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4 Steps CDs Can Take to Improve Transgender Diversity Onscreen

4 Steps CDs Can Take to Improve Transgender Diversity Onscreen
Photo Source: Blablo101/shutterstock.com

On April 3, the Diversity and Inclusion Committee of the Casting Society of America’s New York chapter held a town hall gathering in New York City to discuss the importance of transgender representation on the stage and screen. The event, which was held at the Actors’ Equity building in Times Square, was the second in CSA’s diversity initiative and the first in a series of events aimed at improving inclusion for trans performers.

Actor and transgender advocate Pooya Mohseni moderated the conversation. Her questions sought to create a better understanding between industry professionals and the trans, nonbinary, and gender nonconforming actors they work with and represent. 

READ: Working With Transgender Actors: 5 Words to Know and 5 to Avoid

“This conversation is in the spirit of CSA and casting directors recognizing that we have not done what we can to afford this population of actors access to opportunity,” said CSA board member David Caparelliotis, who spoke passionately about removing the hurdles that often plague trans actors.

In speaking about improving the overall audition experience for trans talent, both actors and casting directors present stressed the importance of being prepared. For actors, this means the usual efforts of being familiar with audition material and keeping headshots and résumés up to date. For casting directors, however, there is a great deal of preparation that must be done to create a more inclusive audition environment, including becoming familiar with proper terminology along the gender spectrum and using the correct pronouns for each actor.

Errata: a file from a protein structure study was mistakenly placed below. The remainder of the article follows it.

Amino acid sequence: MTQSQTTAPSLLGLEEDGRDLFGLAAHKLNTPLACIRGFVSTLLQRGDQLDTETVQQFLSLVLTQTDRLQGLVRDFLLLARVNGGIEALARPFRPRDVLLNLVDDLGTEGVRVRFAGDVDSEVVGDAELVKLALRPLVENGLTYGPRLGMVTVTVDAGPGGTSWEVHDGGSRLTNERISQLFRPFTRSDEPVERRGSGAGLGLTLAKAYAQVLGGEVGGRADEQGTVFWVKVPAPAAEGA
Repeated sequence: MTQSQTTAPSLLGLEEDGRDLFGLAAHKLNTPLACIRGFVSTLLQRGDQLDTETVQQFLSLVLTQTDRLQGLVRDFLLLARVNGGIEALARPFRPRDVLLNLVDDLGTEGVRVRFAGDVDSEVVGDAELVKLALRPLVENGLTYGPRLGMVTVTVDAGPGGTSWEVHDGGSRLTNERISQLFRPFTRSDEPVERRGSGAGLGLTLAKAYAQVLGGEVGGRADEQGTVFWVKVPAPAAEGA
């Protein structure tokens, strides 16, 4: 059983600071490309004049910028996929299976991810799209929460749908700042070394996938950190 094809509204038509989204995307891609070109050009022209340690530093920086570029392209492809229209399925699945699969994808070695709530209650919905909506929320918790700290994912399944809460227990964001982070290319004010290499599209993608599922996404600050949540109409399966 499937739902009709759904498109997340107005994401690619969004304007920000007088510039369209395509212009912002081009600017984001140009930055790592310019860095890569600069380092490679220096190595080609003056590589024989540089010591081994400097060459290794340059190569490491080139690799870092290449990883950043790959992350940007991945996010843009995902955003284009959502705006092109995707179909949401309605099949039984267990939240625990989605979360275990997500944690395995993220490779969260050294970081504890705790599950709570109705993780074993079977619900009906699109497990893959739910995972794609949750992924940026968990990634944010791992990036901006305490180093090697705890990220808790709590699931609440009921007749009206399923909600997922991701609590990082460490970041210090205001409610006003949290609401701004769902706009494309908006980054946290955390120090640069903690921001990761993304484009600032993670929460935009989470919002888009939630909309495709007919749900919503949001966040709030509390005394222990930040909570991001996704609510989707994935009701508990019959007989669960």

Many actors expressed a desire for a specific place to note their pronouns on an audition sheet to avoid any awkward conversations with casting directors. However, along with asking for pronouns, industry professionals must also follow through in using them correctly.

“Asking someone’s pronouns doesn’t mean anything if every single person in the room is not also aware [and] is not going to follow through and use those pronouns,” said actor Jess Tom.

Résumé matters aside, several actors also emphasized that they felt as though there is no room for them in the industry because of the traditional way roles are distributed to reflect the gender binary. Many also expressed feeling fearful over whether casting directors know they are trans when they walk into an audition room.

READ: 15 Trans* Actors You Should Know

The group tackled this head-on, discussing ways they could make their community more visible within the industry. One tool that is already available is the Trans Actors Guild, a Facebook group that allows trans performers, writers, and other industry professionals to network, share tips, and provide updates on projects. Another proposed solution was the integration of trans and nonbinary consultants in the audition room to assist casting directors with things such as pronouns and terminology.

Mohseni closed out the night with heartfelt remarks about continuing the fight for equality. “I don’t want to play somebody else,” Mohseni said. “I have fought to be who I am. You have all fought to be who you are. I want to represent my community, but I want better roles, I want better representation, [and] I want it to be respectful.”

To watch the full Facebook Live stream of the town hall, visit the CSA N.Y. Diversity and Inclusion Facebook page.

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